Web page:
Healthcare workers are facing many challenges during this pandemic. Spooner explains that “it’s hard because it’s gone on for so long, and healthcare workers are having to work under stressful conditions for a prolonged period of time. This is nothing like anything any of us have ever faced before working in healthcare today. I think healthcare workers also had added stress when many other people stayed home and everyone’s kids were home, but they still had to go to work. That was hard for a lot of our staff who had the guilt of feeling like they should be at home helping their child learn and wanting to be home to be there for their family, but they needed to rise to the call to care for the community.  It was a lot of pressure on working parents who did not have the ability to stay home with their families when all of this was going on.”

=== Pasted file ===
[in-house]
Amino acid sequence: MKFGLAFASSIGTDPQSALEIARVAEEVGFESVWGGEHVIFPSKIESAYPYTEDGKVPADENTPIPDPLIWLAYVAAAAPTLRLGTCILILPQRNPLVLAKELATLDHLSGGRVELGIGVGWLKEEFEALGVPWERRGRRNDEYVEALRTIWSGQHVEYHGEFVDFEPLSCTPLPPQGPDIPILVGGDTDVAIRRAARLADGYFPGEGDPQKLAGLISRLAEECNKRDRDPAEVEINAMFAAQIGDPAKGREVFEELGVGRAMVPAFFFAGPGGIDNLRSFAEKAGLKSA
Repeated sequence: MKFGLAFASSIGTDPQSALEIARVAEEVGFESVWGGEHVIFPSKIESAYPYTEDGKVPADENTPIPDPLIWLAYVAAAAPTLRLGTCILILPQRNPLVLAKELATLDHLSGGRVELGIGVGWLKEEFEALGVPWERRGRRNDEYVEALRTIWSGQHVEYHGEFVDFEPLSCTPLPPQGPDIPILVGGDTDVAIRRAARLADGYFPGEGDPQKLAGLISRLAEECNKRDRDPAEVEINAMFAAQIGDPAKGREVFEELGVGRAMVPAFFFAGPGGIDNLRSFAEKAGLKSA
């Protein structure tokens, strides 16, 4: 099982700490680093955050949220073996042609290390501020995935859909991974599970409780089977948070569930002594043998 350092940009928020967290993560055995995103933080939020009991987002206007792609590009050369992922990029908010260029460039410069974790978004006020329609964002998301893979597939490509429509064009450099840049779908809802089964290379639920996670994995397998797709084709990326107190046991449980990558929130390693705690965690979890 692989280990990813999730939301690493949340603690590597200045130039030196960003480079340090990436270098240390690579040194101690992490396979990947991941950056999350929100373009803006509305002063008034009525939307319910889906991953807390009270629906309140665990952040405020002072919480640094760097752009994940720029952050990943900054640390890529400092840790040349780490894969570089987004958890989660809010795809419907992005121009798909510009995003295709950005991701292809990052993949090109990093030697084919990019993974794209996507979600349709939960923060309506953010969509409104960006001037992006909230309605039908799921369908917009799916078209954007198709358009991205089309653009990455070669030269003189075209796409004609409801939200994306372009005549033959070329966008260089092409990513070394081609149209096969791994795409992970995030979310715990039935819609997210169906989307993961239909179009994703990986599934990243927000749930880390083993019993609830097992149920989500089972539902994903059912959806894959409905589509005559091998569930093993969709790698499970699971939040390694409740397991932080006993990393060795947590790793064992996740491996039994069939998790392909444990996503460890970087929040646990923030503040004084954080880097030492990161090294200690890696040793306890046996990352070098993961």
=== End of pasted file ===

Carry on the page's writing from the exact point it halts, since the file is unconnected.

On top of all that, “it’s stressful because healthcare workers are concerned for their patients and also their own safety and not wanting to bring the virus home to their family. They have the added stress of also knowing that they need to be a role model and setting a good example in the community. People will look to healthcare workers to see what they’re doing outside of work as an example to follow,” Spooner said.

   Now is the time for us to work together towards the common goal of defeating this virus. Healthcare workers in Ottawa County are pleading more than ever that people follow safety precautions to keep ourselves, as well as others, safe. With the holiday season coming up, it’s more important than ever to work together. If we work together, holidays such as Christmas don’t have to be canceled. People have already had enough important events and days canceled this year. 

   Students can set the example by wearing our masks, supporting our local healthcare workers, and working hard to keep ourselves and those around us safe this Holiday season.